Taking Shame Out of Leadership

Grace means that all of your mistakes now serve a purpose instead of serving shame. ~Unknown

Photo by Caleb Woods on Unsplash

What is grace? I chose to define leadership as “bold grace” because the word grace can take on a number of different meanings.


For example, in many religions, grace is defined as the divine influence which operates in humans to:

  • regenerate and sanctify,
  • inspire virtuous impulses, and
  • impart strength to endure trial and resist temptation.

I modified that slightly for leadership. Bold grace defined as a leader’s influence to:

  • revive and support,
  • inspire honest characteristics, and
  • convey strength to withstand challenges and resist what’s easy or self-centered over what’s right.

Looking to the Oxford Dictionary, synonyms for grace include: courteous goodwill, mercy, compassion, forgiveness, dignity, distinguish, honor, and agility.

Not long ago I read that in one of Warren Bennis’ last interviews (known as a pioneer of leadership studies) he was asked if he had another book in him. He said that he was thinking about the idea of grace as it applied to leadership. The four key components of grace for Bennis were: generosity, respect, redemption, and sacrifices. That’s all we know; it’s a book Bennis never had the opportunity to write.

Philip Yancey author of best-selling What’s So Amazing About Grace was asked in an interview how he would define grace. His response: “I don’t even try. I remember once getting stuck in Los Angeles traffic and arriving 58 minutes late at the Hertz rental desk. I walked up in kind of a bad mood, put the keys down and said, ‘How much do I owe?’ The woman says, ‘Nothing. You’re all clear.’ I said I was late and she smiled, ‘Yes, but there’s a one-hour grace period.’ So I asked, ‘Oh really, what is grace?’ And she said, ‘I don’t know. [They must not cover that in Hertz training classes.] I guess what it means is that even though you’re supposed to pay, you don’t have to. That’s a good start to a definition.”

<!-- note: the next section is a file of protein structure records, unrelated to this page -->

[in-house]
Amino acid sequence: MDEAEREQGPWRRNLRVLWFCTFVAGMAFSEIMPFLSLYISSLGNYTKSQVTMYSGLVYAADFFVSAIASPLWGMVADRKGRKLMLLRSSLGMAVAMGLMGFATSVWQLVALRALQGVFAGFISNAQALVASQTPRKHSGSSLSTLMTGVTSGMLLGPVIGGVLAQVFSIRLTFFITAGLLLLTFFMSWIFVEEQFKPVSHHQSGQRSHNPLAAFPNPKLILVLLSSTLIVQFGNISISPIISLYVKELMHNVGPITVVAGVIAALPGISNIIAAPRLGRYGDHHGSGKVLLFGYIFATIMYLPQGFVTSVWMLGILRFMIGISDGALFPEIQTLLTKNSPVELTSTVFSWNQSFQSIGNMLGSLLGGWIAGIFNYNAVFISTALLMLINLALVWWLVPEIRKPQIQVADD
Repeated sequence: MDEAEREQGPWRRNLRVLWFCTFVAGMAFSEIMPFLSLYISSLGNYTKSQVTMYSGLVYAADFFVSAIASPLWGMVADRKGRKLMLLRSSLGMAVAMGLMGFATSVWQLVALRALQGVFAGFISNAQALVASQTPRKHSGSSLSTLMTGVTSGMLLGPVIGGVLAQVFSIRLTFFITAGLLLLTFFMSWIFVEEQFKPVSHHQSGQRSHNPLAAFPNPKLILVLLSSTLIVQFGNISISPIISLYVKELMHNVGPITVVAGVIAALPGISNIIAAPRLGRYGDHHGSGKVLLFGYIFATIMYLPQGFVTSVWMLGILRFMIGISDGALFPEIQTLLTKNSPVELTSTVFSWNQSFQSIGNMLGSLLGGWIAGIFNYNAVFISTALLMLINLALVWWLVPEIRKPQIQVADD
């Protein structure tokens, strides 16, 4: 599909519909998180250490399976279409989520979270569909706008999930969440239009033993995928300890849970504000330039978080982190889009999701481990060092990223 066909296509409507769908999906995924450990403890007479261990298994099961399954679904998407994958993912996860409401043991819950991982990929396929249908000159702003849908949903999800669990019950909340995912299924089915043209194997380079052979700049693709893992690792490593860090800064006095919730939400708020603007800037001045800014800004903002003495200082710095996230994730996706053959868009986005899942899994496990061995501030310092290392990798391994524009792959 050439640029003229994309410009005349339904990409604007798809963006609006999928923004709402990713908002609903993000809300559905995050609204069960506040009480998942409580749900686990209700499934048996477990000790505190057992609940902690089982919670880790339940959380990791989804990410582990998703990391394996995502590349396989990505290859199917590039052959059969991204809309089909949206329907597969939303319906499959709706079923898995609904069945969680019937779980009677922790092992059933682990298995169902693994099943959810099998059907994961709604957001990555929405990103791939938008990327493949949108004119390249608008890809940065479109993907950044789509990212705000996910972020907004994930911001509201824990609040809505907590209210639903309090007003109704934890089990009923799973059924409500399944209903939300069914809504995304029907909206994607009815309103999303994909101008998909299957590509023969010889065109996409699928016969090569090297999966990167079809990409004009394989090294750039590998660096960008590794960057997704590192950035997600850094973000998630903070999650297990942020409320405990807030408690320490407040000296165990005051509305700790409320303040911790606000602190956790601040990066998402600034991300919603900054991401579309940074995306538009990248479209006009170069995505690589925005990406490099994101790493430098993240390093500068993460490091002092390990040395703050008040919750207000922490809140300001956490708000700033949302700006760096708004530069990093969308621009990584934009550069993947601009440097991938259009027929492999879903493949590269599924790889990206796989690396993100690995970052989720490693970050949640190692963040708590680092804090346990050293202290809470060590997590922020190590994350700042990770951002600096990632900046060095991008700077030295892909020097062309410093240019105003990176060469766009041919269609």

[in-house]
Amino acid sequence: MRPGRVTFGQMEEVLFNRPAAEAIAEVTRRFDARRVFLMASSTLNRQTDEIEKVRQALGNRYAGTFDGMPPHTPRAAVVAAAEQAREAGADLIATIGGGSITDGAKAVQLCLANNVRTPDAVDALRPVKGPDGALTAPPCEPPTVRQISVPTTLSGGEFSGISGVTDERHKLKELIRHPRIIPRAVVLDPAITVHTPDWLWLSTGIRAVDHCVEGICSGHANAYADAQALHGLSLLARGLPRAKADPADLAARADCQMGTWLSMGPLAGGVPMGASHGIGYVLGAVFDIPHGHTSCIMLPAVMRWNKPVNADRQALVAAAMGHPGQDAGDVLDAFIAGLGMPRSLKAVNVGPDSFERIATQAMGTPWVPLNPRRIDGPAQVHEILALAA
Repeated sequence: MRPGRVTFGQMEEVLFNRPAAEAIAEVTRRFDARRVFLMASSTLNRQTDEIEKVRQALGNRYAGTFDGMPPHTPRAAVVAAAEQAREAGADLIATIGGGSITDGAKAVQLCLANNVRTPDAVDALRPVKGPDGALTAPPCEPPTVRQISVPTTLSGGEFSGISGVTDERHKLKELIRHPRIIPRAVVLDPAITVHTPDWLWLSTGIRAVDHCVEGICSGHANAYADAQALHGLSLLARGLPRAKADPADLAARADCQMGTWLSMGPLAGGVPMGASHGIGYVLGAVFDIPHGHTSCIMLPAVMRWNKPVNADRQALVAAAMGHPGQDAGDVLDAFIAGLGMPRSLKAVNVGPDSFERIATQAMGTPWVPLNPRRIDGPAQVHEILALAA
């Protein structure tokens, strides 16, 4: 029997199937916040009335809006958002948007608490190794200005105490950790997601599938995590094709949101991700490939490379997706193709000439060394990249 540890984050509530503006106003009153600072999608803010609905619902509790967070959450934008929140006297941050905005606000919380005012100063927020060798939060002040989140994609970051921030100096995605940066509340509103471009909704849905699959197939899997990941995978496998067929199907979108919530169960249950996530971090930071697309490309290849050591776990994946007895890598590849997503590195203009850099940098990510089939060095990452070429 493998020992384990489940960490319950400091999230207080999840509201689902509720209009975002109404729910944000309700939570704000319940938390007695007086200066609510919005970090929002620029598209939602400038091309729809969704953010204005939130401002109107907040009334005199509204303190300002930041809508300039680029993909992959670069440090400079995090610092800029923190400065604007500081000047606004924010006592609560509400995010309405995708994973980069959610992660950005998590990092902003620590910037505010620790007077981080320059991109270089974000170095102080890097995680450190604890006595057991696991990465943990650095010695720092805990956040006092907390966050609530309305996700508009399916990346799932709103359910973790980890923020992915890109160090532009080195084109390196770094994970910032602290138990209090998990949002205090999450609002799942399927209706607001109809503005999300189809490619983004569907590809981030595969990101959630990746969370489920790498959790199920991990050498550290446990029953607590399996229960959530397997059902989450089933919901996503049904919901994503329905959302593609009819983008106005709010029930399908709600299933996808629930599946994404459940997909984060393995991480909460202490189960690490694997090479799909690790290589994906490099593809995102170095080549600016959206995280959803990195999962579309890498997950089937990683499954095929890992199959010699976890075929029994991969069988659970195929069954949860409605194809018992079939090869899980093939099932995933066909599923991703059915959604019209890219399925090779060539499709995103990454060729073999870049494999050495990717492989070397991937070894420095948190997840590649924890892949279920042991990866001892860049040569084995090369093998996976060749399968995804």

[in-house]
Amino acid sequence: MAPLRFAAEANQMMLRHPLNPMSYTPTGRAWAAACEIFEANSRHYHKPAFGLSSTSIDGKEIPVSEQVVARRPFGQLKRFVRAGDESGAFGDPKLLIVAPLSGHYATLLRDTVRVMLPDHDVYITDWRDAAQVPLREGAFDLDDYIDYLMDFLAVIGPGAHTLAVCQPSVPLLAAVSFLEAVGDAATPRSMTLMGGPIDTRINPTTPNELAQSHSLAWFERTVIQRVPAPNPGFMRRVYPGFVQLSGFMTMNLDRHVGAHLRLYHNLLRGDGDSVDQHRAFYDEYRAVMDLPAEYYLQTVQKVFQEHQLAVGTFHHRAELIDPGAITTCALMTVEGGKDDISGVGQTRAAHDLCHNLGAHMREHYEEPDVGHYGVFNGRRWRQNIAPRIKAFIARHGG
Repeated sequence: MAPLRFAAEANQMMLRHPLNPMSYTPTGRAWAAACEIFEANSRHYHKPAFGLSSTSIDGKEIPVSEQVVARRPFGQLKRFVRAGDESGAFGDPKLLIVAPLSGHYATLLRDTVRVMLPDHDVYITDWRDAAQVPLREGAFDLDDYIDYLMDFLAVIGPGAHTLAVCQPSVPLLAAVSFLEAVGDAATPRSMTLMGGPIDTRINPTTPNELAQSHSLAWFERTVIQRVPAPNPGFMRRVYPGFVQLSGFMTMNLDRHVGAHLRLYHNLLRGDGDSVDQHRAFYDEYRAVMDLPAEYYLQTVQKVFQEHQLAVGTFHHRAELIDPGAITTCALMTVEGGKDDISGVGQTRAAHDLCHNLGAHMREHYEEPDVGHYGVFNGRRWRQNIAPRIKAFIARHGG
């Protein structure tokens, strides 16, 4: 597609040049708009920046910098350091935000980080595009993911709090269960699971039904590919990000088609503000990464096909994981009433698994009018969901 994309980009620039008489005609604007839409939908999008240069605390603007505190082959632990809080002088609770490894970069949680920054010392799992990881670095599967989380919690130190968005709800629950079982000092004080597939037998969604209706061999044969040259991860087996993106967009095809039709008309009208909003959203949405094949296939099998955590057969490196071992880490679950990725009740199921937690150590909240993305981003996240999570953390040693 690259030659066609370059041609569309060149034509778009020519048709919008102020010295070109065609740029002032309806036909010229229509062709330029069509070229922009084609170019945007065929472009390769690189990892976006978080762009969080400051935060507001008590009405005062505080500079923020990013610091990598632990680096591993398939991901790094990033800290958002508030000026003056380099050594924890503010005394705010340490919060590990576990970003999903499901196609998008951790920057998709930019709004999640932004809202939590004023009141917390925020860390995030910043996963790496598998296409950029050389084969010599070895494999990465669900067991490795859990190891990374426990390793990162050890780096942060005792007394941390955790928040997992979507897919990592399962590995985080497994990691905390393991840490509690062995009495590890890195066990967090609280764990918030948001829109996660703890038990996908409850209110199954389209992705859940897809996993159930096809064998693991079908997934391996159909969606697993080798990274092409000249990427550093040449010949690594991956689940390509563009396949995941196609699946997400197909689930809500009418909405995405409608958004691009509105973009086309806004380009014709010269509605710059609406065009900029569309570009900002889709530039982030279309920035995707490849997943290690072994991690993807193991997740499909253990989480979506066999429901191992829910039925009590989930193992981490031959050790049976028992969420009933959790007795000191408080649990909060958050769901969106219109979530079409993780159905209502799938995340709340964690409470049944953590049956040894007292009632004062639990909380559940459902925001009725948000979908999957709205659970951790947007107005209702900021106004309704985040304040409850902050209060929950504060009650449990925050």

Yancey also distinguished between kindness and grace. He said, “Kindness can be given in a patronizing, paternalistic way. We can be kind to a homeless person, or even an animal, as an act of charity. Grace is different. It elevates the one you are showing grace toward.”

Grace. It’s certainly an intriguing way to think about leadership. It’s very other-focused: elevating, honoring, supporting, respecting, being generous, forgiving, extending compassion.

Inward Harmony

Going back a few centuries, William Hazlitt said, “Grace has been defined as the outward expression of the inward harmony of the soul.” While grace is other-focused, the ability for leaders to replace shame with grace begins internally—the inward harmony of the soul. Leading with bold grace.

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